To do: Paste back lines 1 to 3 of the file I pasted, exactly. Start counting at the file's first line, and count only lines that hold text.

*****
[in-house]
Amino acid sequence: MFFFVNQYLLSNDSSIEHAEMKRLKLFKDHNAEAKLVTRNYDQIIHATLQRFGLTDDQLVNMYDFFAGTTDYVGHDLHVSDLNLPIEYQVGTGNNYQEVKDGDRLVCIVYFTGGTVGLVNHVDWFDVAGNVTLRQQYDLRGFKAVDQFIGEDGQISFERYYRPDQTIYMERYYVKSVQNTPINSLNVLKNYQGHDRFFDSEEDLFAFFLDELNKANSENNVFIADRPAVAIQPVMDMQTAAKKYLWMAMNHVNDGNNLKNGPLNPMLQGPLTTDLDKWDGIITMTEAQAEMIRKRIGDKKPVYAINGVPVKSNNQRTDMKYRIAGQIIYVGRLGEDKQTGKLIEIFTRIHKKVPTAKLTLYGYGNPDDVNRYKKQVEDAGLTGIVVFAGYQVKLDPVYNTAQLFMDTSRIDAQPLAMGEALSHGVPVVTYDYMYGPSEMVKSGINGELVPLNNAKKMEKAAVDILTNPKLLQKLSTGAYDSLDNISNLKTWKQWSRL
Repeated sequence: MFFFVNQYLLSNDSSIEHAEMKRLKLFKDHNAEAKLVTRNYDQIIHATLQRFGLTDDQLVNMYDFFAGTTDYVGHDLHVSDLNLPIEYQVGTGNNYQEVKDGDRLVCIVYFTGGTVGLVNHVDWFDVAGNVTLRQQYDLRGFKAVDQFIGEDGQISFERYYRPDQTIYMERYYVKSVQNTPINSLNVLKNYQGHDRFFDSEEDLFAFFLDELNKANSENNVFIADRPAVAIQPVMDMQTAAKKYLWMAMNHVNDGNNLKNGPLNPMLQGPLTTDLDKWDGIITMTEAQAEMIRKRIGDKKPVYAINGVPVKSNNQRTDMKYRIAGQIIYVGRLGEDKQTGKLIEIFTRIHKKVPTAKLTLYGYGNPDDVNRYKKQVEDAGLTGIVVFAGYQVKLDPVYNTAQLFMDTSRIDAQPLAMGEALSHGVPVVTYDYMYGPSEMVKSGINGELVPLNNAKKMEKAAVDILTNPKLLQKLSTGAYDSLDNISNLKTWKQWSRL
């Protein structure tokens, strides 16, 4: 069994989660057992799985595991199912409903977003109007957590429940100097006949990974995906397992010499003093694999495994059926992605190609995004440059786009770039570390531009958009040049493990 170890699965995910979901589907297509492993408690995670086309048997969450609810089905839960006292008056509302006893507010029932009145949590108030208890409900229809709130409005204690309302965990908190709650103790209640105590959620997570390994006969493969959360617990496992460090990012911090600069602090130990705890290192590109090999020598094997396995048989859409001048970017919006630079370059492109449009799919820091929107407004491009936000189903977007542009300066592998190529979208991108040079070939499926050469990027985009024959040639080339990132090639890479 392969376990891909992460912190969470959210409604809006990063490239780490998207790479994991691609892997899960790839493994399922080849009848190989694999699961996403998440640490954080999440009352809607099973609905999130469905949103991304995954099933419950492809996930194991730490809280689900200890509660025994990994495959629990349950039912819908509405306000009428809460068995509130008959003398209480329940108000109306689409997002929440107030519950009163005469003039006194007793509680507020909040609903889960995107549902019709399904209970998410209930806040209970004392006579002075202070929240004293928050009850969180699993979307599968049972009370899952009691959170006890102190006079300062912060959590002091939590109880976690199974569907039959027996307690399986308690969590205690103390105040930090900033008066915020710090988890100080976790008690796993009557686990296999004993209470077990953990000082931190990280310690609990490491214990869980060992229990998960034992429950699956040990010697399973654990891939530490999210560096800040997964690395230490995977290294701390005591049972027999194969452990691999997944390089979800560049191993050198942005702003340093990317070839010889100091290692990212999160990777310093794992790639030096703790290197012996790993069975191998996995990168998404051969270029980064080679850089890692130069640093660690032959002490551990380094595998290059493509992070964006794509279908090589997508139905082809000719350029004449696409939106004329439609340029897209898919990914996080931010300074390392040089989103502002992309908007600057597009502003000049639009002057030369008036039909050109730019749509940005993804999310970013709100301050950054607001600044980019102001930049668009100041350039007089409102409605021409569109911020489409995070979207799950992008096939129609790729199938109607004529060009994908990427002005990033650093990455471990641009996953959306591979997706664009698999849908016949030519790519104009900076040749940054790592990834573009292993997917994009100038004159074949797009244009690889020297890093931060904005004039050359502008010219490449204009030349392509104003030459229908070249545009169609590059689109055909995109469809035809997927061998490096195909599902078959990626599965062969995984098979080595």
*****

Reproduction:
[in-house]
Amino acid sequence: MFFFVNQYLLSNDSSIEHAEMKRLKLFKDHNAEAKLVTRNYDQIIHATLQRFGLTDDQLVNMYDFFAGTTDYVGHDLHVSDLNLPIEYQVGTGNNYQEVKDGDRLVCIVYFTGGTVGLVNHVDWFDVAGNVTLRQQYDLRGFKAVDQFIGEDGQISFERYYRPDQTIYMERYYVKSVQNTPINSLNVLKNYQGHDRFFDSEEDLFAFFLDELNKANSENNVFIADRPAVAIQPVMDMQTAAKKYLWMAMNHVNDGNNLKNGPLNPMLQGPLTTDLDKWDGIITMTEAQAEMIRKRIGDKKPVYAINGVPVKSNNQRTDMKYRIAGQIIYVGRLGEDKQTGKLIEIFTRIHKKVPTAKLTLYGYGNPDDVNRYKKQVEDAGLTGIVVFAGYQVKLDPVYNTAQLFMDTSRIDAQPLAMGEALSHGVPVVTYDYMYGPSEMVKSGINGELVPLNNAKKMEKAAVDILTNPKLLQKLSTGAYDSLDNISNLKTWKQWSRL
Repeated sequence: MFFFVNQYLLSNDSSIEHAEMKRLKLFKDHNAEAKLVTRNYDQIIHATLQRFGLTDDQLVNMYDFFAGTTDYVGHDLHVSDLNLPIEYQVGTGNNYQEVKDGDRLVCIVYFTGGTVGLVNHVDWFDVAGNVTLRQQYDLRGFKAVDQFIGEDGQISFERYYRPDQTIYMERYYVKSVQNTPINSLNVLKNYQGHDRFFDSEEDLFAFFLDELNKANSENNVFIADRPAVAIQPVMDMQTAAKKYLWMAMNHVNDGNNLKNGPLNPMLQGPLTTDLDKWDGIITMTEAQAEMIRKRIGDKKPVYAINGVPVKSNNQRTDMKYRIAGQIIYVGRLGEDKQTGKLIEIFTRIHKKVPTAKLTLYGYGNPDDVNRYKKQVEDAGLTGIVVFAGYQVKLDPVYNTAQLFMDTSRIDAQPLAMGEALSHGVPVVTYDYMYGPSEMVKSGINGELVPLNNAKKMEKAAVDILTNPKLLQKLSTGAYDSLDNISNLKTWKQWSRL